The Left Front in West Bengal took a hard right, according to Roy, and made deals to build a chemical complex, a plant for Tata motors, and a Jindal steel plant in the forests. This was opposed by the population, but the Left Front attempted to make this come true virtually at gun-point, using thugs in their own party militia. The population eventually defeated the Front over these plans. The Left Front, of course, was decimated in the 2009 elections for embracing neo-liberalism - the first time they had lost elections in 30 years. The ruling class press said it was because the Left Front was too antagonistic to neo-liberalism, not the reverse. Roy also analyzes the strengths of the multi-headed, very well-organized, reactionary-nationalist, pogramist BJP, which has mass educational, military, economic and social organizations all over the country.
Roy ends with a description of the endless and brutal occupation of Islamic Kashmir by the Indian army, supported by both Indian Parties, the intelligentsia, the bureaucracy and the media. The occupation has gone on for 20 years, leaving 70,000 dead, 1,000s tortured, many raped, fabricated elections, and an occupation army of half-a-million. Massive non-violent protests by the Kashmiri population in summer 2008 put a dent in this occupation, but it still sits at the center of every violent vortex in the area, and even Indian politics itself.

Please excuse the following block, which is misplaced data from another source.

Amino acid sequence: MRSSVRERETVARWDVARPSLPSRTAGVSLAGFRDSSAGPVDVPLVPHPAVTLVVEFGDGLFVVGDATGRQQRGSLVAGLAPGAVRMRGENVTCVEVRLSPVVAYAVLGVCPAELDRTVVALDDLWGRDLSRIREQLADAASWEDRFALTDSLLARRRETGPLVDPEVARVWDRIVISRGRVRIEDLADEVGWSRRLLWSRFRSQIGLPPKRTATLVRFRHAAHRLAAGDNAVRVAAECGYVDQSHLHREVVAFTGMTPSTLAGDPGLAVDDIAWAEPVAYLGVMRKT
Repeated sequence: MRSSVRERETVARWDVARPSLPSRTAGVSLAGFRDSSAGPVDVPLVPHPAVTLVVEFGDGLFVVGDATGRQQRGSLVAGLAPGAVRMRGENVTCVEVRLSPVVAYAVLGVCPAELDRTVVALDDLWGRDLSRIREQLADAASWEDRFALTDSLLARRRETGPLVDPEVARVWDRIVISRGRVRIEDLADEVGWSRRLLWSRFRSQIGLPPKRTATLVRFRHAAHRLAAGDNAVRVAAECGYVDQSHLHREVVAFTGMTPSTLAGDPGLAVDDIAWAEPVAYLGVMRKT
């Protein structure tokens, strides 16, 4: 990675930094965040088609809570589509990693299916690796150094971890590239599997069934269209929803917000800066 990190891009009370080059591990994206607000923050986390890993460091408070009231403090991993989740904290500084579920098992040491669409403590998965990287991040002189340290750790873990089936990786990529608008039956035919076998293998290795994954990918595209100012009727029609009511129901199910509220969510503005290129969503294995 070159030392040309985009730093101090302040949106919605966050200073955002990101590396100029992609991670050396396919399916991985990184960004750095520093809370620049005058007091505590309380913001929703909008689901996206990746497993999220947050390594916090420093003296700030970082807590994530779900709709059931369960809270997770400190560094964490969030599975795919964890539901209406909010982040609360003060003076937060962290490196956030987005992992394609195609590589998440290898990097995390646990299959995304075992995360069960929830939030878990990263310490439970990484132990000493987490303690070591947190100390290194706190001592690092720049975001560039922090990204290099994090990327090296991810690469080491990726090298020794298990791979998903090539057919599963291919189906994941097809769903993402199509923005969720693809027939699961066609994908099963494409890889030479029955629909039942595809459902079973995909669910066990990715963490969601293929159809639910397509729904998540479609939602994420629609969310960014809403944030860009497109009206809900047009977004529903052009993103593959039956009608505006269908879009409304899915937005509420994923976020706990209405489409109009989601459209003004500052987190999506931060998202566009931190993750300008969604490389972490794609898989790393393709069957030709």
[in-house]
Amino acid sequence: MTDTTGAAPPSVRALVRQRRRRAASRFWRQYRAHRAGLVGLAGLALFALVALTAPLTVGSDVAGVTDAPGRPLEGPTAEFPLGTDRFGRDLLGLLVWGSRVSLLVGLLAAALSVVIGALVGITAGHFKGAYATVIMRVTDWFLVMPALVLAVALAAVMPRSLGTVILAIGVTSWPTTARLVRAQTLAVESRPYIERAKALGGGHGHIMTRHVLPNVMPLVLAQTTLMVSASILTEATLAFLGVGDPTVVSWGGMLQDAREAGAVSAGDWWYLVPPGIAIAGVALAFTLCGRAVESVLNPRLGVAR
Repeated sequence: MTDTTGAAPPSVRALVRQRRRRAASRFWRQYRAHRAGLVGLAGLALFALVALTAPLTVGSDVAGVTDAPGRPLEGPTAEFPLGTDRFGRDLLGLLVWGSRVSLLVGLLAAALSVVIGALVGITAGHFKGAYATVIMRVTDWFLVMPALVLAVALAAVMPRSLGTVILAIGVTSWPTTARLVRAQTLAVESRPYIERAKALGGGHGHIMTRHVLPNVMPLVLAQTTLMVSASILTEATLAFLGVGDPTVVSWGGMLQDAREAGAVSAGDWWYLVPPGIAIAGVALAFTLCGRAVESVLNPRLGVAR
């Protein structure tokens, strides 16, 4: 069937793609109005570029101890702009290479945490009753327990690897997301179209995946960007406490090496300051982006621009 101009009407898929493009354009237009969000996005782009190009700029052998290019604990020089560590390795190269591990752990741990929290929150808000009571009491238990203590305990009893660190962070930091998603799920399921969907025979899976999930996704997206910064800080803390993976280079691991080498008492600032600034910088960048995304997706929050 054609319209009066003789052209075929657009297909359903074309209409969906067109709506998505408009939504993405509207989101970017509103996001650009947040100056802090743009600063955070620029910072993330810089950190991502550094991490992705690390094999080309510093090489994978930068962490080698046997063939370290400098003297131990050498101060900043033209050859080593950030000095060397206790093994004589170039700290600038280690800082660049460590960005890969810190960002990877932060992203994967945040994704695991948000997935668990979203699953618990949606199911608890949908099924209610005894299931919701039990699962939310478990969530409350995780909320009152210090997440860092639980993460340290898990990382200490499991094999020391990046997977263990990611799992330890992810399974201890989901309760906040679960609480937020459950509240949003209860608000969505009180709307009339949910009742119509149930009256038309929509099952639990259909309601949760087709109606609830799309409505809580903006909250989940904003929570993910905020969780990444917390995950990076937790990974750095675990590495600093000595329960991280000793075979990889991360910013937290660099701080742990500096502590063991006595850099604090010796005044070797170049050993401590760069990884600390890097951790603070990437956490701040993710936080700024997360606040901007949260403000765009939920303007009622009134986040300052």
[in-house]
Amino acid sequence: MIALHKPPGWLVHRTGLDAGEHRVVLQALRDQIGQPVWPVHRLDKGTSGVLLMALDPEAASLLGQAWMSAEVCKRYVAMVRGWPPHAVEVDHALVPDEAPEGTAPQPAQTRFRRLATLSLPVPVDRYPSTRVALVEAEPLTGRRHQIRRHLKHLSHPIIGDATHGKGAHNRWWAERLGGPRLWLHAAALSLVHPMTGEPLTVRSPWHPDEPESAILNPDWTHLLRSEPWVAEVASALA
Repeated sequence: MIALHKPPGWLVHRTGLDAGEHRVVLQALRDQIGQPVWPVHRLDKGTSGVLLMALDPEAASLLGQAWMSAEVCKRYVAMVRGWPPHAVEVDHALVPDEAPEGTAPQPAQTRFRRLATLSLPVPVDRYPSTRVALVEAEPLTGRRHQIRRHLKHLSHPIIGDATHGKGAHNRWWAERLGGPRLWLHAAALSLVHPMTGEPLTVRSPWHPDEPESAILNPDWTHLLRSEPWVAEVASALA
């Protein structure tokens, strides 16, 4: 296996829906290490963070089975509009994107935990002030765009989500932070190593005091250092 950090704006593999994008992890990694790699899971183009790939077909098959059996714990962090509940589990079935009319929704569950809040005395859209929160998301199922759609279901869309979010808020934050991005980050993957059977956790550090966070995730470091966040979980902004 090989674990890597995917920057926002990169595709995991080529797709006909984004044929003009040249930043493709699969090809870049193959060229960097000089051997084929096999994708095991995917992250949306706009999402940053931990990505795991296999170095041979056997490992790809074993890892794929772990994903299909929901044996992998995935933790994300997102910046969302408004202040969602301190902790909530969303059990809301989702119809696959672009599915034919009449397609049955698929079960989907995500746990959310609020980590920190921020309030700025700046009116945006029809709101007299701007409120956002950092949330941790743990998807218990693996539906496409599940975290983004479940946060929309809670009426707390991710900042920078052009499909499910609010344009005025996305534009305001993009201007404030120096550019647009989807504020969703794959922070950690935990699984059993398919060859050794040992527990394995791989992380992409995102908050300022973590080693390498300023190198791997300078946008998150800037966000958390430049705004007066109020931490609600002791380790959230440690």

For those Americans who have only the haziest understanding of India, and think of it more in relation to the beaches in Goa, this book is a great introduction to the politicians, organizations and issues that are tearing India apart. Within the limitations of the essay style, Roy makes impassioned, yet factual, analyses of every contradiction she uncovers, in sibliant prose.
And I bought it at Mayday Books!
Red Frog, 11/09/2009